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Current Ancient dna News and Events, Ancient dna News Articles.
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Breakthrough in fight against plant diseases
A global research team including scientists from La Trobe University have identified specific locations within plants' chromosomes capable of transferring immunity to their offspring. (2019-03-20)
Chromatin changes rapidly in response to low oxygen, study finds
A study by the University of Liverpool reveals new insights into how cells respond to oxygen deprivation. (2019-03-20)
Computer scientists create programmable self-assembling DNA
Computer scientists at UC Davis, Maynooth University in Ireland and the California Institute of Technology have created DNA molecules that can self-assemble into patterns essentially by running their own program. (2019-03-20)
New class of drugs could treat ovarian cancer
A team of researchers across the University of Manchester have shown that a new class of drugs are able to stop ovarian cancer cells growing. (2019-03-19)
First Anatolian farmers were local hunter-gatherers that adopted agriculture
An international team has analyzed eight prehistoric individuals, including the first genome-wide data from a 15,000-year-old Anatolian hunter-gatherer, and found that the first Anatolian farmers were direct descendants of local hunter-gatherers. (2019-03-19)
How hot spots of genetic variation evolved in human DNA
New research investigates hot spots of genetic variation within the human genome, examining the sections of our DNA that are most likely to differ significantly from one person to another. (2019-03-19)
Study shows IPCC is underselling climate change
A new study has revealed that the language used by the global climate change watchdog, the Intergovernmental Panel on Climate Change (IPCC), is overly conservative - and therefore the threats are much greater than the Panel's reports suggest. (2019-03-19)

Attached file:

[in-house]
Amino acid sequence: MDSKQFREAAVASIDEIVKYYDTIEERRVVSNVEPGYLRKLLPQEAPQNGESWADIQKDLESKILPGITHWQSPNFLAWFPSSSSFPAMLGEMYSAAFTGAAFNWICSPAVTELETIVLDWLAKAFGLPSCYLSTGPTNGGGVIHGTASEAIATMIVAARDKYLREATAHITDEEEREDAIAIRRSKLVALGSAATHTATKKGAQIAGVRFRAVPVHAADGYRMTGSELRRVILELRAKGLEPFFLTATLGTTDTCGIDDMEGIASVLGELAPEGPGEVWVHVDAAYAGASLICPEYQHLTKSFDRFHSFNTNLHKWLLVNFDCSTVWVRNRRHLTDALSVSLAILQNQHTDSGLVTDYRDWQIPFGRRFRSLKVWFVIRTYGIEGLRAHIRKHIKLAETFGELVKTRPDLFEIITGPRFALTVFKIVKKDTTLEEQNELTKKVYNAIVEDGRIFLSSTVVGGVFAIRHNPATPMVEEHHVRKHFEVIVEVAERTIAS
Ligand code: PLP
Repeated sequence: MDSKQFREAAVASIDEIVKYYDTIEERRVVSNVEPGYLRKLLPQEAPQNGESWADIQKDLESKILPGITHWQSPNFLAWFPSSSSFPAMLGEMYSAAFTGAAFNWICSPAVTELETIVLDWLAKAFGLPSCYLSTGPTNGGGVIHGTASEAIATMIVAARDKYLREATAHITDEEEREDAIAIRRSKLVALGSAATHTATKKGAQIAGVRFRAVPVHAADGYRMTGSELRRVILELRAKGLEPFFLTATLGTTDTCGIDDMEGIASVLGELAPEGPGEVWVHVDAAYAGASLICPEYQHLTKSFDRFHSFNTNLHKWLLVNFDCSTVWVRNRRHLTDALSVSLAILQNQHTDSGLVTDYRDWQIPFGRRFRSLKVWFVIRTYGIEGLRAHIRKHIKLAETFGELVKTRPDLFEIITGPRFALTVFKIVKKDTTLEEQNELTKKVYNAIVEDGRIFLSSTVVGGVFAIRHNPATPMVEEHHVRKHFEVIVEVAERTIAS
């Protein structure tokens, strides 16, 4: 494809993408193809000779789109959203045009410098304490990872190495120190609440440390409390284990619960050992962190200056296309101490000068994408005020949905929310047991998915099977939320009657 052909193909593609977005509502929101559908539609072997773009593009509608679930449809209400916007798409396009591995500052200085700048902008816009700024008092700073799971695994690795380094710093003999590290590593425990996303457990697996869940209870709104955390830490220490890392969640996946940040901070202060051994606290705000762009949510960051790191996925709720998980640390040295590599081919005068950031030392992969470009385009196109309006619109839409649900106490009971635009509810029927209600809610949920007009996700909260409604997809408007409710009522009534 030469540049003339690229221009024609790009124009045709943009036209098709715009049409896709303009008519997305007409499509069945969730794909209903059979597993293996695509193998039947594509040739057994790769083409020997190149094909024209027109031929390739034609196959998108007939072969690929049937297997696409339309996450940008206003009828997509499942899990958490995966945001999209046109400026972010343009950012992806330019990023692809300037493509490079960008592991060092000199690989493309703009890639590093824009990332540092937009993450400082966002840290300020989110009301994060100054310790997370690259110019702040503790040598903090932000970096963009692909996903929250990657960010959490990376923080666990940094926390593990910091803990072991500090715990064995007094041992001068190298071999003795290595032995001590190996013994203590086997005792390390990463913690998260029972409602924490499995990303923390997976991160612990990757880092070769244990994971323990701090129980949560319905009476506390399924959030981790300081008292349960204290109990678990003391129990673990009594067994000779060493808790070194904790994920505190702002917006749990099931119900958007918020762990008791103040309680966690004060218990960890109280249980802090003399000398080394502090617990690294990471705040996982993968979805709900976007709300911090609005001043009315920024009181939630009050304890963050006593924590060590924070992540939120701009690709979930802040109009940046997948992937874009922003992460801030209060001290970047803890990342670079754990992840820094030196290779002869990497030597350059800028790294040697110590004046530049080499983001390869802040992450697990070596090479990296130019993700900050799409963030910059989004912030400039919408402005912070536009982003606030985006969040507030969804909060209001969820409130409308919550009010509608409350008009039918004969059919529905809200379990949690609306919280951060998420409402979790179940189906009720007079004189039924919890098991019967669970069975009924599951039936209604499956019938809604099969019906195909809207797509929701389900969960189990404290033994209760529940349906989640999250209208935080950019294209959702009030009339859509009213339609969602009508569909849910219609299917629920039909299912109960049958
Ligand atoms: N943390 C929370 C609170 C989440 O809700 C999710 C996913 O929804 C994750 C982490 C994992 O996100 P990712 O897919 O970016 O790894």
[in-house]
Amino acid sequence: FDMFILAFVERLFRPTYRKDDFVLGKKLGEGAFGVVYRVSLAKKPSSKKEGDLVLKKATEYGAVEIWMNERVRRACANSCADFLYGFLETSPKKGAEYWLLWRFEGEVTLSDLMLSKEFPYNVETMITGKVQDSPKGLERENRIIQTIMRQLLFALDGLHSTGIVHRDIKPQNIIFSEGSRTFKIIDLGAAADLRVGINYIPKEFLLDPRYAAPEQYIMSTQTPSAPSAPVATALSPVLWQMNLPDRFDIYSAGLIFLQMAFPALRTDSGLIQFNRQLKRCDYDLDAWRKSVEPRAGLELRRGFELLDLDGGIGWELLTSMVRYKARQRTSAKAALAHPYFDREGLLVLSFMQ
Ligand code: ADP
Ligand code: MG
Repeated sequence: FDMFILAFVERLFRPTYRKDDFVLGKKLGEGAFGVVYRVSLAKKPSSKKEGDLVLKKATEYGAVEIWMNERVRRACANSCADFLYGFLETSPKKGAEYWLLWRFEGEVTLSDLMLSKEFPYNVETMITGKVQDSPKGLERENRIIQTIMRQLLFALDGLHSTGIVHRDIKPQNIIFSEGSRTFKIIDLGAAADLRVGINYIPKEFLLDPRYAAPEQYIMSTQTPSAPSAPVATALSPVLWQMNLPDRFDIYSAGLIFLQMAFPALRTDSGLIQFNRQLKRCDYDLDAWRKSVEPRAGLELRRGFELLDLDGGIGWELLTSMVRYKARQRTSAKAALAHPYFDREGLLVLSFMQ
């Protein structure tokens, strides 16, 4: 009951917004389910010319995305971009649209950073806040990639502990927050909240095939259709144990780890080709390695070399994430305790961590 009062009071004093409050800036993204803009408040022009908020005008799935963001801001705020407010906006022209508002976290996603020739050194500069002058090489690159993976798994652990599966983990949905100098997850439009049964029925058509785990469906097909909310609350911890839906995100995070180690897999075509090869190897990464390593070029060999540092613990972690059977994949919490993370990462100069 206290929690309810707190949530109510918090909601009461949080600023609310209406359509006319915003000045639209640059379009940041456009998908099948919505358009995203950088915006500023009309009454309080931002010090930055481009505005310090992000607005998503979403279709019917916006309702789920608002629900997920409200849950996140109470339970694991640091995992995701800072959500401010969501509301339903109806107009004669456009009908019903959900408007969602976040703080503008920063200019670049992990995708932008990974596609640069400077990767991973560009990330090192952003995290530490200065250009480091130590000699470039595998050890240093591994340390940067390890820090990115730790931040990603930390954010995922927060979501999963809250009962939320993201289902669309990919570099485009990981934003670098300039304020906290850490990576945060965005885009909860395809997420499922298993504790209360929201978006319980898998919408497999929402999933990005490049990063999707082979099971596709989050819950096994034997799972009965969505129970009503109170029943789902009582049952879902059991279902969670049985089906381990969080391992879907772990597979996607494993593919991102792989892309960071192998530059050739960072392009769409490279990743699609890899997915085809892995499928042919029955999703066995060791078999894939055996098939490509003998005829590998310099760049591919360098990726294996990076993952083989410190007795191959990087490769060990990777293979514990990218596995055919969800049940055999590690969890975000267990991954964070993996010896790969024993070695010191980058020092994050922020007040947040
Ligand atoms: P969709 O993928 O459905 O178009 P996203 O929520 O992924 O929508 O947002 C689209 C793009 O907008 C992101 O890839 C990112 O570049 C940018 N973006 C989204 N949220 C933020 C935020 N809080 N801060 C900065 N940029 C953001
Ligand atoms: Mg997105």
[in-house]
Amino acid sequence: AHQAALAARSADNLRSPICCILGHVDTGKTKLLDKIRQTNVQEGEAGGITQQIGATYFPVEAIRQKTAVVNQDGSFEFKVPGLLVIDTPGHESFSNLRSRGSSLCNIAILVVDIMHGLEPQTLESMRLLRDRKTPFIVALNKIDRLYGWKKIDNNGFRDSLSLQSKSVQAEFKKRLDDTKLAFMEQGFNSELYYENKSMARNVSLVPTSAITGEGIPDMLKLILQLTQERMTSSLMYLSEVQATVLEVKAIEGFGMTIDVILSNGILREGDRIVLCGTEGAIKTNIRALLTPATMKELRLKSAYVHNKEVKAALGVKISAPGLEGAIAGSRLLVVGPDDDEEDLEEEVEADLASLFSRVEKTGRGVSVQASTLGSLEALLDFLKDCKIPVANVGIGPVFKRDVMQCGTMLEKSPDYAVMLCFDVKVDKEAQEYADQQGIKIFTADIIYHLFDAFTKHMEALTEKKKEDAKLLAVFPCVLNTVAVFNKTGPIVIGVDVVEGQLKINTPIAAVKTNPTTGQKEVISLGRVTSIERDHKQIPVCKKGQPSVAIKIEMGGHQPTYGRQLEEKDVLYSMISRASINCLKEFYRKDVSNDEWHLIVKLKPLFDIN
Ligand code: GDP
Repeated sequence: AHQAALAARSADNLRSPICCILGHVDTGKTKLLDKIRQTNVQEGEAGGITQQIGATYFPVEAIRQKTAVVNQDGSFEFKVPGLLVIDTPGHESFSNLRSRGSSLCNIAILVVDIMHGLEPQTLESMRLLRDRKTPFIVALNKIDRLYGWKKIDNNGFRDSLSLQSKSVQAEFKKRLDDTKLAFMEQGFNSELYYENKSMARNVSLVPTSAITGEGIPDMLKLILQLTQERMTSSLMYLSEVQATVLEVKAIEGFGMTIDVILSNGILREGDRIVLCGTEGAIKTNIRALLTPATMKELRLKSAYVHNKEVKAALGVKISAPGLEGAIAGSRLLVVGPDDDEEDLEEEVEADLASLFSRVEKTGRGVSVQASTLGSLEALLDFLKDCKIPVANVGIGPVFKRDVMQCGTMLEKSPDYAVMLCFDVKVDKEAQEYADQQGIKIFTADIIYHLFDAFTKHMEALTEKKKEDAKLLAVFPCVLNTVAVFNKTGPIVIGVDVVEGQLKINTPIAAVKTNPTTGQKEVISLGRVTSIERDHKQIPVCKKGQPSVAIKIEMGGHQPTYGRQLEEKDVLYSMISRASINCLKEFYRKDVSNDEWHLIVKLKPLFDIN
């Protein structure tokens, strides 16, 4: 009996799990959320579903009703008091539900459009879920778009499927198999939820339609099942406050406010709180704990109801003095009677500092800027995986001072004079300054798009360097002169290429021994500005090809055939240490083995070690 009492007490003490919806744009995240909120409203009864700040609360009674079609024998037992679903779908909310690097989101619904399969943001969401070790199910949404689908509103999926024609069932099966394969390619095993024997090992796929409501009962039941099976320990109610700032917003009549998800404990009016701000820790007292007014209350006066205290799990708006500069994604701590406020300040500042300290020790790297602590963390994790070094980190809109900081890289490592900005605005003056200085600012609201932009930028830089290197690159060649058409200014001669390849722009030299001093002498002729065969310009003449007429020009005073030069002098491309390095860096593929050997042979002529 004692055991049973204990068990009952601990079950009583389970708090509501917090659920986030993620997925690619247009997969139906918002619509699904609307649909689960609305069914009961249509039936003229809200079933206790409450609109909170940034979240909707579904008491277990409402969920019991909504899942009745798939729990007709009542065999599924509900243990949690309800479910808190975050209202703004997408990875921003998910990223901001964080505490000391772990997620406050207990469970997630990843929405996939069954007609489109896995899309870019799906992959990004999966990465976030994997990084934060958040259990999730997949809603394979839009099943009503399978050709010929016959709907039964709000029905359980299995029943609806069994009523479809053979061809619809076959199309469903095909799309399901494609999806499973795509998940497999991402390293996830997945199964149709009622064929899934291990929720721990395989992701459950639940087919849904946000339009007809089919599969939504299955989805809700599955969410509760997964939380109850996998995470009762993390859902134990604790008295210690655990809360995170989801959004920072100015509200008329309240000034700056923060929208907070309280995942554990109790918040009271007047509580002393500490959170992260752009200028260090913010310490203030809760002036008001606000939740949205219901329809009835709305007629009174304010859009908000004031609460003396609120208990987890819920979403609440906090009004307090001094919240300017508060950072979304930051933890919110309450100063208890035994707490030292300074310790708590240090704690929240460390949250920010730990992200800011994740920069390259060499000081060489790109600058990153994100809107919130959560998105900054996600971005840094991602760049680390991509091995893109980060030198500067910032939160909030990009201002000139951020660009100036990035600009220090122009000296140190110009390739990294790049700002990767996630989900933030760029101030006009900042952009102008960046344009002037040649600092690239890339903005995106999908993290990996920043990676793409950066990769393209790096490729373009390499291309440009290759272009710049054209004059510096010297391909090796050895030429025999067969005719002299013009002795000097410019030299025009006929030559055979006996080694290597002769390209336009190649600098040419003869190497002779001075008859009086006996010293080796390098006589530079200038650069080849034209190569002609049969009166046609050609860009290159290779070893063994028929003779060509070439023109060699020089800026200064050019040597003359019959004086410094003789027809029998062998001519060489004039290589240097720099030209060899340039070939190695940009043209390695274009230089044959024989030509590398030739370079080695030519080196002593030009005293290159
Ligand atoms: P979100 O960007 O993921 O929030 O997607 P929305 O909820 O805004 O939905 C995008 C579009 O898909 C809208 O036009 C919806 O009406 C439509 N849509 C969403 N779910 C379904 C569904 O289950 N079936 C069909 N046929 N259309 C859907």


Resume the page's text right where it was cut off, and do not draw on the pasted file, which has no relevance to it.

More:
Hepatitis B virus sheds light on ancient human population movements into Australia
Australian researchers have used hepatitis B virus genome sequences to deduce that the mainland Aboriginal population separated from other early humans at least 59,000 years ago. (2019-03-17)
DNA of sperm taken from testicles of infertile men 'as good as sperm from fertile men'
Scientists have found that sperm DNA from the testicles of many infertile men is as good as that of ejaculated sperm of fertile men. (2019-03-16)
Oral bacteria in pancreas linked to more aggressive tumours
The presence of oral bacteria in so-called cystic pancreatic tumours is associated with the severity of the tumour, a study by researchers at Karolinska Institutet in Sweden published in the journal Gut reports. (2019-03-14)
Charting 8,000 years of Iberian genomic history
Using ancient DNA recovered from over 270 Iberians representing an unprecedented timespan, researchers including David Reich have pieced together an 8,000-year-long genetic history of the Iberian Peninsula. (2019-03-14)
Mysterious males: Asexual female nematodes produce males for sperm, not genes
Getting at why nematodes engaged in a unique female-favoring reproduction strategy produce males at all, researchers report that the asexual females produce limited numbers of male offspring to exploit them for their sperm in order to make more males, and in a ratio meaning the resultant sons are more likely to mate with their sisters. (2019-03-14)
Unique diversity of the genetic history of the Iberian Peninsula revealed by dual studies